This is What Happens When You Stuff Things Into Boxes Blindfolded

Imagine working for the packing department of a Rubik’s Cube factory. The kind of rubik’s cube you make has the colors painted on, so there are no stickers to peel, and is constructed in such a way that it’s really, really hard to get your fingernails in between the pieces (to prevent the irksome child from taking it apart and reassembling it solved). They also come in a very tight plastic, opaque cube cover, made from the leftover bits of plastic during the cube-making process (it’s a green company).

Your job is to put these cubes into the boxes. When sold from the factory’s own store, they come with the cover on. However, when shipped to other places, you (for some reason) need to remove these black cube covers. If you leave the covers on, the guy on the receiving end has to spend 1 extra unit of time taking the rubik’s cube out of the cover, which may not have been given to him. In that case, the unpacking guy at the other end of the delivery has to give up just before being done (having unexpectedly wasted one precious unit of time on a cover that wasn’t supposed to be there), and the company Unpacking Guy works for falls apart, and gets angry at the Rubik’s cube factory.

Now imagine you have to put these cubes in the packing boxes (the boxes that get all those stickers and barcodes on them) blindfolded. You can’t feel the difference between a covered and uncovered cube (no space inbetween the spaces to feel, no stickers to get your fingernails caught on). You were never told that these cubes came to you in covers, you only ever saw the uncovered cube. Until you take off your blindfold, (which is difficult because of a, lock, or something) you won’t see the problem.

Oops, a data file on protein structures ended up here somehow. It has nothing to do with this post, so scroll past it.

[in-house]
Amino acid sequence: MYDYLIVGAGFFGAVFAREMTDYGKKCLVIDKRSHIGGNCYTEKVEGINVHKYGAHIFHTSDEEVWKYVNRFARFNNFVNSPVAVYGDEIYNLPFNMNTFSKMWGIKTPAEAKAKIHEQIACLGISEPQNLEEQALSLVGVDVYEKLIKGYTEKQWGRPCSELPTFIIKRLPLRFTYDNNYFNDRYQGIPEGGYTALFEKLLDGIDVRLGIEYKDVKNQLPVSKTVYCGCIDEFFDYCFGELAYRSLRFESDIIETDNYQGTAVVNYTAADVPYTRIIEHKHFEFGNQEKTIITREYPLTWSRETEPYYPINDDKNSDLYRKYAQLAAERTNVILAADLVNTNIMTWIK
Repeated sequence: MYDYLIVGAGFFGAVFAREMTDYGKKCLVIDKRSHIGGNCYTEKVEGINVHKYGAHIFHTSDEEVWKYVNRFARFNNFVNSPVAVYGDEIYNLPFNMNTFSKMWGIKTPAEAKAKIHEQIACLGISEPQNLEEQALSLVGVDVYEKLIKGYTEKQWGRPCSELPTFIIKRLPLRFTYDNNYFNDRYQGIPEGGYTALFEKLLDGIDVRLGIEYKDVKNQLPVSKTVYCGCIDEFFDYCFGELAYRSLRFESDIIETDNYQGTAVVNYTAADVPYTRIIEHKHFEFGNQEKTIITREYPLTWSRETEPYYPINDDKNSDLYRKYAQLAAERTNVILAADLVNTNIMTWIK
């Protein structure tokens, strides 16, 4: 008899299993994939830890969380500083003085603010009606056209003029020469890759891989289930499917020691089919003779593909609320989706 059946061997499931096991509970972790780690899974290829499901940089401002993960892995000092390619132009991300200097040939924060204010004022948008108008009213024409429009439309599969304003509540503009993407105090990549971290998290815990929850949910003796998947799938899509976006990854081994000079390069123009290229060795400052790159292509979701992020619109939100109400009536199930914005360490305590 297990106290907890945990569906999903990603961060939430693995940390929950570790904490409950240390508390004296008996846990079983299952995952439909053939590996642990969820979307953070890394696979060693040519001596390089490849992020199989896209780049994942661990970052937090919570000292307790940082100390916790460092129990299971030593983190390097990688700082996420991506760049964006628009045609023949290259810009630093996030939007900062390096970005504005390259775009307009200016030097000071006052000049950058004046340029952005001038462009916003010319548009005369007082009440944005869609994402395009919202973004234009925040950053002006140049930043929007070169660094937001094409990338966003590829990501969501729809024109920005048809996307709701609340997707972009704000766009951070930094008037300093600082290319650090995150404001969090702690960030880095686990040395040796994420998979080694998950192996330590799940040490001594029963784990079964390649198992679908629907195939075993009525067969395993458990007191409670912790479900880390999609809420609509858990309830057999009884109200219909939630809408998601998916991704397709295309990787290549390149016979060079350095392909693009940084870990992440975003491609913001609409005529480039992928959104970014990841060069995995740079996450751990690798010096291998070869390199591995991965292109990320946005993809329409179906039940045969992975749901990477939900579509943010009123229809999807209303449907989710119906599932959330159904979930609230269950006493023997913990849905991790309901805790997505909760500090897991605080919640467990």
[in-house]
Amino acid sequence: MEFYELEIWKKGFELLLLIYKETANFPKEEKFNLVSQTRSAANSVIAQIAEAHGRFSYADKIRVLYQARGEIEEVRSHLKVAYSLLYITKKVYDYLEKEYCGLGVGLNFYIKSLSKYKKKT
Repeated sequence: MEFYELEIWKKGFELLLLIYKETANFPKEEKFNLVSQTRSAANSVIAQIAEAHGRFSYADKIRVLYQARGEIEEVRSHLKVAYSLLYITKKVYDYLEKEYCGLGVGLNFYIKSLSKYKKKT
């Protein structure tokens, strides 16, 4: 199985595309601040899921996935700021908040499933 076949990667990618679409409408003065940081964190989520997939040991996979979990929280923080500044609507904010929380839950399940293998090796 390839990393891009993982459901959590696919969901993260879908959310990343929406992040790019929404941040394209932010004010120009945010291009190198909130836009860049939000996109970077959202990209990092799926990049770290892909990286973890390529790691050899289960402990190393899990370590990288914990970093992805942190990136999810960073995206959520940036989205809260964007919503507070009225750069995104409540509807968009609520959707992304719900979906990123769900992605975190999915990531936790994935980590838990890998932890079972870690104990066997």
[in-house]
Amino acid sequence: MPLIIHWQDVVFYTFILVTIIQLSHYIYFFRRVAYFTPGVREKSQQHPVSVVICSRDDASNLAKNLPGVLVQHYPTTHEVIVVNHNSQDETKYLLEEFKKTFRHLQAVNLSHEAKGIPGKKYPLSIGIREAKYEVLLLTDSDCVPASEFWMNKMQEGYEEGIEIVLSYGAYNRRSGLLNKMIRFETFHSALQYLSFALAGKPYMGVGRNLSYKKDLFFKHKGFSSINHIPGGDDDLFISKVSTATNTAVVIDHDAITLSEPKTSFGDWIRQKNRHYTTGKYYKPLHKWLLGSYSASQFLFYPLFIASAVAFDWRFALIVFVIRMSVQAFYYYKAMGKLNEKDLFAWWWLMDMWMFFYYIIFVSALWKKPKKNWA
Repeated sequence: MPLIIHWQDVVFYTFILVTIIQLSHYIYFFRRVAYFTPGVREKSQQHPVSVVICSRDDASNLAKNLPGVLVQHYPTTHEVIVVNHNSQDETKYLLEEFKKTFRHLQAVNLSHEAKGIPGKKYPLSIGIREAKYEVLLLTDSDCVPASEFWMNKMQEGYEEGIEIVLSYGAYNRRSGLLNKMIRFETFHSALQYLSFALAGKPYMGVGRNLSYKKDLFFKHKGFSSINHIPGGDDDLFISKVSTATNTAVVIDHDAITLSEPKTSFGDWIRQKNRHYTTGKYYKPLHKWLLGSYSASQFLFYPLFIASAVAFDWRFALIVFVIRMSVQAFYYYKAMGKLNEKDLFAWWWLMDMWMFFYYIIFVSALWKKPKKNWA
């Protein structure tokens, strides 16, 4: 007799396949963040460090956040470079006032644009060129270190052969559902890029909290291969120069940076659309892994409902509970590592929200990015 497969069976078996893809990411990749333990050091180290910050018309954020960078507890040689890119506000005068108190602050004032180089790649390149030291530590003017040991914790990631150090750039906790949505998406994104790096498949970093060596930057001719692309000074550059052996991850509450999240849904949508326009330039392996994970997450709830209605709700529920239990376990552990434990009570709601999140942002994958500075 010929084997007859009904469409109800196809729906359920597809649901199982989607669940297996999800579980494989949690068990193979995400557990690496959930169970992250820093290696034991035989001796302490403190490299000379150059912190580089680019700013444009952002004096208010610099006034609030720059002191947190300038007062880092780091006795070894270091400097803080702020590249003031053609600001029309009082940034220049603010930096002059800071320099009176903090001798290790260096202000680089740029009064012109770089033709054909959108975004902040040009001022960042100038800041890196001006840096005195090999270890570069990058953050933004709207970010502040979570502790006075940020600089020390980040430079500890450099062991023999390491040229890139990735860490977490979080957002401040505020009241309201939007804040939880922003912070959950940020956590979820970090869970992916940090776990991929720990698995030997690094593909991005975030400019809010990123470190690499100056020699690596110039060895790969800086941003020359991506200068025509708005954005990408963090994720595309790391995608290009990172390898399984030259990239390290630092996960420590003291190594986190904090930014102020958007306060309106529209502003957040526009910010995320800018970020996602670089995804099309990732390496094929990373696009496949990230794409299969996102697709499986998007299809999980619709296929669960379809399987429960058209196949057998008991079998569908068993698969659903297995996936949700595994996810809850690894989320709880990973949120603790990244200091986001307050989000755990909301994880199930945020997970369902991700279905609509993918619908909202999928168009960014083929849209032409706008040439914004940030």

Today I took off my blindfold, using some round tuits to break the lock-thing.

Here is what I’ve been having trouble with: the fact that only one Pod6 block parses before quitting.

I found out that it’s not an issue with parsing >1 block, but rather an issue with paragraph and abbreviated blocks. I need three newlines at the end of a block (\n\n\n, which would translate to two blank lines, the first \n being at the end of the last nonblank line). A quick check doing s/<delimend>/<blankline>/ in the delimited block confirmed the problem was with <blankline>. When I found out nothing was wrong with that, I turned to its other half, <content>.

regex blankline {^^ \h* $$ \n}
regex content {^^ [<-directive>&&<-blankline>]+ $$ \n}

At one point it hit me. <directive> and <blankline> both match entire lines (/^^ stuff $$/). No wonder I needed two blank lines! So I got rid of the ^^ and $$\n in <content>, and now this happens:


> SEKRIT.parse("=begin head1\nHAI\n=end head1\n=for head1\nDERE\n\n=head1\nHELLO\n", :rule<document>)
=begin head1
HAI
=end head1
=for head1
DERE


The abbreviated block only needs a blank line after it (which means \n\n), which is a problem that I’ll have to resolve by matching to EOF (if there was only a way to do that!) as an alternative to a newline. Maybe there’s a way to fake it, like I did in <delimend> (the \n? part).

Ah well, I guess the lesson here is to make sure you aren’t matching entire lines multiple times like I did (using the story at the beginning, I guess it’s make sure you don’t cover your cubes more than necessary(?) Ah well. With practice, I’m sure I’ll get better at writing these kinds of stories.)

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